Russian fighters said they are continuing their assault on Bakhmut, but Ukrainian military commanders claim they are inflicting heavy losses on the invading forces and at least one influential think tank says advances by Kremlin-linked mercenaries appear to have stalled around the Donetsk region city.
The Ukrainian military asserted on March 12 that the Russian side had lost more than 1,000 troops in the previous 24 hours in its offensive in eastern Ukraine and around Bakhmut, which has largely been destroyed in months of shelling and fighting as Kyiv has made a determined stand to defend the city.
Meanwhile, the Washington-based Institute for the Study of War (ISW) in its latest update said there were no confirmed advances by Russian forces in Bakhmut over the past day. Earlier reports said a river that runs through the middle of the city has now become the front line in the battle.
“Ukrainian and Russian sources continue to report heavy fighting in the city, but [Russia-backed] Wagner Group fighters are likely becoming increasingly pinned in urban areas…and are therefore finding it difficult to make significant advances,” the ISW said.
The fight for Bakhmut, in the Donetsk region, has been one of the most sustained battles of Russia’s year-old invasion of Ukraine despite its questionable strategic — as opposed to symbolic — worth in the eyes of many Western military observers.
The Ukrainian General Staff said in a regular briefing statement on March 12 that Russian “storming operations” continued in the city.
It also cited enemy offensives particularly in Lyman, Avdiyivka, Marinka, and Shakhtarsk.
The General Staff claimed the Russians had lost 1,090 soldiers and eight tanks in the past 24 hours.
RFE/RL cannot confirm specific battlefield developments.
But a British intelligence report and other Western analysts have suggested the Russian side has suffered huge casualty levels as it works to encircle and occupy Bakhmut.
Yevgheny Prigozhin, whose Wagner mercenary troops are active in Bakhmut, posted a video of himself on March 11 in battle gear around a kilometer from Bakhmut’s city administration building in the gutted downtown of a city with a prewar population of around 70,000.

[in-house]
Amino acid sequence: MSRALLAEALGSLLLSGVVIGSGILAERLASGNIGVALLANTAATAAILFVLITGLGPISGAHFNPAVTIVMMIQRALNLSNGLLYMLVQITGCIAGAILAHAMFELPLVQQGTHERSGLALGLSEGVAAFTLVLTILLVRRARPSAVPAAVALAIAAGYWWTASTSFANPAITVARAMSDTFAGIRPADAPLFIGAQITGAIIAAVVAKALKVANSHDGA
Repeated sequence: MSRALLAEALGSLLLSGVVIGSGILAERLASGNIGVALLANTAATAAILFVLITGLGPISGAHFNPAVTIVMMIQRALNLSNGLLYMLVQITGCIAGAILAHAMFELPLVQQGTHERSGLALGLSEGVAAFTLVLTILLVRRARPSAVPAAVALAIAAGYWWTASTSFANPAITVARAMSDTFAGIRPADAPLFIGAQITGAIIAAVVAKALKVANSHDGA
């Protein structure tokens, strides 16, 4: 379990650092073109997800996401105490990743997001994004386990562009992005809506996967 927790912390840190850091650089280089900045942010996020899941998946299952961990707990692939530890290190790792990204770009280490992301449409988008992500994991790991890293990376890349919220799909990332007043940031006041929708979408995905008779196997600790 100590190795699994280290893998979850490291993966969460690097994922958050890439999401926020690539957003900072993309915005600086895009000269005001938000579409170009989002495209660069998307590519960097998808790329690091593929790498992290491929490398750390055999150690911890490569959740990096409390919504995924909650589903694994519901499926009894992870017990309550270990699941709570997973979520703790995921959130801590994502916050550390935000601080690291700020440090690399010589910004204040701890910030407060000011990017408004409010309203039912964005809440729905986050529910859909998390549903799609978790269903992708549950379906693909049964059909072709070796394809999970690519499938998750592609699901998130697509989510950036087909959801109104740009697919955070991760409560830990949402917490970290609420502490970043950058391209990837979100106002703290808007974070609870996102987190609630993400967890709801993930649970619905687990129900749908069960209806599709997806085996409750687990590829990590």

The commander of Ukraine’s ground forces, Oleksandr Syrskiy, said the stubborn defense of Bakhmut helped his forces prepare for a coming counteroffensive.
“The real heroes now are the defenders who are holding the eastern front on their shoulders, and inflicting the heaviest possible losses, sparing neither themselves nor the enemy,” Syrsky was quoted by the AFP news agency as saying on March 11.
“It is necessary to buy time to build reserves and launch a counteroffensive, which is not far off.”
On March 12, the Ukrainian military warned that the likelihood of missile strikes across the country remained “high.”
It said two people had been killed and three more injured when Russian forces shelled a civilian target in Kherson.
A day earlier, the head of the southeastern Kherson administration, Oleksandr Prokudin, had said three people were killed by a Russian bombardment on March 11.
Kherson is the administrative capital of one of the four Ukrainian regions — along with Donetsk, Luhansk, and Zaporizhzhya where Europe’s largest nuclear power plant lies — that Russian President Vladimir Putin claimed to have annexed in October, a move rejected by most of the rest of the world.
In the city of Slovyansk, Mayor Vadym Lyakh said the power grid and rail lines were struck by Russian shelling on March 12, but no casualties were immediately reported.
Mediazona, an independent, anti-Putin media outlet, said on March 11 that 1,638 Russian regular troops and Wagner PMC mercenaries had died in the past two weeks of fighting in Ukraine, according to its calculations, marking one of the deadliest periods for Putin’s forces.
Both sides in the conflict keep their casualty figures classified.